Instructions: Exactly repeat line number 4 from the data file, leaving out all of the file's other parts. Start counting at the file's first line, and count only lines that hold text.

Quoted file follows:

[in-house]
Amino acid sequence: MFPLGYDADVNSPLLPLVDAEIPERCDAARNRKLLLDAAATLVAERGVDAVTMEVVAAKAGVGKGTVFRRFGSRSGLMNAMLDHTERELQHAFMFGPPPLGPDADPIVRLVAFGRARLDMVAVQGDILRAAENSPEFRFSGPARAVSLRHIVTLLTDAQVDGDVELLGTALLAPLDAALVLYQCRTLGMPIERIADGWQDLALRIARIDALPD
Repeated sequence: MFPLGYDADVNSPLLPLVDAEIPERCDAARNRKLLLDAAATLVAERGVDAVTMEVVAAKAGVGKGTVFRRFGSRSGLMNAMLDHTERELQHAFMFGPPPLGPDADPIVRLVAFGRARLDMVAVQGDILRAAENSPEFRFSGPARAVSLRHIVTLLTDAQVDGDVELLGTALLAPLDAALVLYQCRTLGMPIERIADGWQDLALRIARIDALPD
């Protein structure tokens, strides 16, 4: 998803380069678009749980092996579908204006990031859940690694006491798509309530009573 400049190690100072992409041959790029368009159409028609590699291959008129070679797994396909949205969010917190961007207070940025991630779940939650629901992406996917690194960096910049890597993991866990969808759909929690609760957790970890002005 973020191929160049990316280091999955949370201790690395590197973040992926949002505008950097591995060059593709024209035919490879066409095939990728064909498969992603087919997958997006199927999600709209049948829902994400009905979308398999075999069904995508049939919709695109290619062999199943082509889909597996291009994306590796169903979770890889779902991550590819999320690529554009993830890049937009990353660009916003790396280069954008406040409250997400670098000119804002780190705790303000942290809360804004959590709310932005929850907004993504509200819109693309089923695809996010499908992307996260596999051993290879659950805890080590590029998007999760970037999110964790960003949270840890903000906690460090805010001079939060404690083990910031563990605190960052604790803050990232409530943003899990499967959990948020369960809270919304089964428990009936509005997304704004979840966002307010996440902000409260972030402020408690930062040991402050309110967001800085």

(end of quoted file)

């Protein structure tokens, strides 16, 4: 998803380069678009749980092996579908204006990031859940690694006491798509309530009573 400049190690100072992409041959790029368009159409028609590699291959008129070679797994396909949205969010917190961007207070940025991630779940939650629901992406996917690194960096910049890597993991866990969808759909929690609760957790970890002005 973020191929160049990316280091999955949370201790690395590197973040992926949002505008950097591995060059593709024209035919490879066409095939990728064909498969992603087919997958997006199927999600709209049948829902994400009905979308398999075999069904995508049939919709695109290619062999199943082509889909597996291009994306590796169903979770890889779902991550590819999320690529554009993830890049937009990353660009916003790396280069954008406040409250997400670098000119804002780190705790303000942290809360804004959590709310932005929850907004993504509200819109693309089923695809996010499908992307996260596999051993290879659950805890080590590029998007999760970037999110964790960003949270840890903000906690460090805010001079939060404690083990910031563990605190960052604790803050990232409530943003899990499967959990948020369960809270919304089964428990009936509005997304704004979840966002307010996440902000409260972030402020408690930062040991402050309110967001800085």